Dementia is an increasingly recognised medical condition which, towards its later stages, leads to the manifestation of symptoms that often require palliation. Hospice admission for patients with dementia has been shown to increase caregiver satisfaction. Yet, admission can be harmful for the patient. This feature follows the case of one patient, Mr Smith, who was admitted to Royal Trinity Hospice (RTH) for symptom control, along with providing respite for his carers. Shortly into Mr Smith’s admission, he became increasingly agitated and was ultimately discharged home. After investigating the cause of early discharge, it was concluded that the newly built, modernised private rooms were in fact very dissimilar to the homes of patients with dementia. Adapting the clinical environment to improve patient and carer satisfaction has been explored in numerous studies. Significant amendments used by hospices and care homes include bold signs and natural lighting to facilitate way-finding, in addition to vintage furnishings to create a sense of familiarity. Taking recent evidence into consideration, RTH designed a new dementia-friendly bay situated on the ground floor of its inpatient unit. Since then, many other patients with dementia have been admitted to the hospice, one being Mr Thomas. Unlike Mr Smith, Mr Thomas was much more relaxed during his admission and his wife commented on how pleased she was with his care. This feature demonstrates the importance of being receptive to feedback and identifying the need for change.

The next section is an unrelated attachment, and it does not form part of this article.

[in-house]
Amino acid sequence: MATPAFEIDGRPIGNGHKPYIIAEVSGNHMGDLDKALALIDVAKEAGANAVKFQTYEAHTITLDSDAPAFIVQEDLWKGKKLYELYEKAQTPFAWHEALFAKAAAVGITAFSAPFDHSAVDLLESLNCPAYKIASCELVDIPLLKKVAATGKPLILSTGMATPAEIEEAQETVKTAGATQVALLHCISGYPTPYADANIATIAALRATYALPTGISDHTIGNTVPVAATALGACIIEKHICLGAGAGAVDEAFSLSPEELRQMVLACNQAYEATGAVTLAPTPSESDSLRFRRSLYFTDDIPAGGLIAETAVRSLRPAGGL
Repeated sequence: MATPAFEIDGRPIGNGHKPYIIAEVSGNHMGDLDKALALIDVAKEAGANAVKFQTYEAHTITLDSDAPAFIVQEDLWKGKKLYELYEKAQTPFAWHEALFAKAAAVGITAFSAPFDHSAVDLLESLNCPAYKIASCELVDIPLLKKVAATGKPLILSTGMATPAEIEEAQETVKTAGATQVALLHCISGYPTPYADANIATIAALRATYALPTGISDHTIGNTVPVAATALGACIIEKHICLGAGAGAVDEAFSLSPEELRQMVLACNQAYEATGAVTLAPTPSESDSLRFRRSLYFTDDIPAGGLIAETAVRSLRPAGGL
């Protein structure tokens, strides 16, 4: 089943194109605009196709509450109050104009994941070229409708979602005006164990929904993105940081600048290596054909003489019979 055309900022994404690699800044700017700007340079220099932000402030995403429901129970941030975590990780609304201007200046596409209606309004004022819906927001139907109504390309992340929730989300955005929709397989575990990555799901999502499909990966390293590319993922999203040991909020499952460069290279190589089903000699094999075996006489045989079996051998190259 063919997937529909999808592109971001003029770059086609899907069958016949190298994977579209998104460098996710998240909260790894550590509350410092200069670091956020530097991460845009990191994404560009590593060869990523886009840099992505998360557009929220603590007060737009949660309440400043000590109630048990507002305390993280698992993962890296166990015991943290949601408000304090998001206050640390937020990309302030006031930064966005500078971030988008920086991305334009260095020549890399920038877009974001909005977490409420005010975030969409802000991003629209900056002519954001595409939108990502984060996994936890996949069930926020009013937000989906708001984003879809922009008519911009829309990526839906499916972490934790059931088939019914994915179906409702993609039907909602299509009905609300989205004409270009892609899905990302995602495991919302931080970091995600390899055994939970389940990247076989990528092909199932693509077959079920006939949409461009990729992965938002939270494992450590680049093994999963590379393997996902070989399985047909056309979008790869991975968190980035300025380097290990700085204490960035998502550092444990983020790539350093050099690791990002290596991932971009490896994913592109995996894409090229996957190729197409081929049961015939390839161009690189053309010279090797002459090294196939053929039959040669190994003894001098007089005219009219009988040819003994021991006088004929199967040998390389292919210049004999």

- palliative care
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Contributors LP designed and drafted the work. Samantha Lund reviewed the article and gave final approval.
Funding This research received no specific grant from any funding agency in the public, commercial or not-for-profit sectors.
Competing interests None declared.
Patient consent Not required.
Provenance and peer review Commissioned; internally peer reviewed.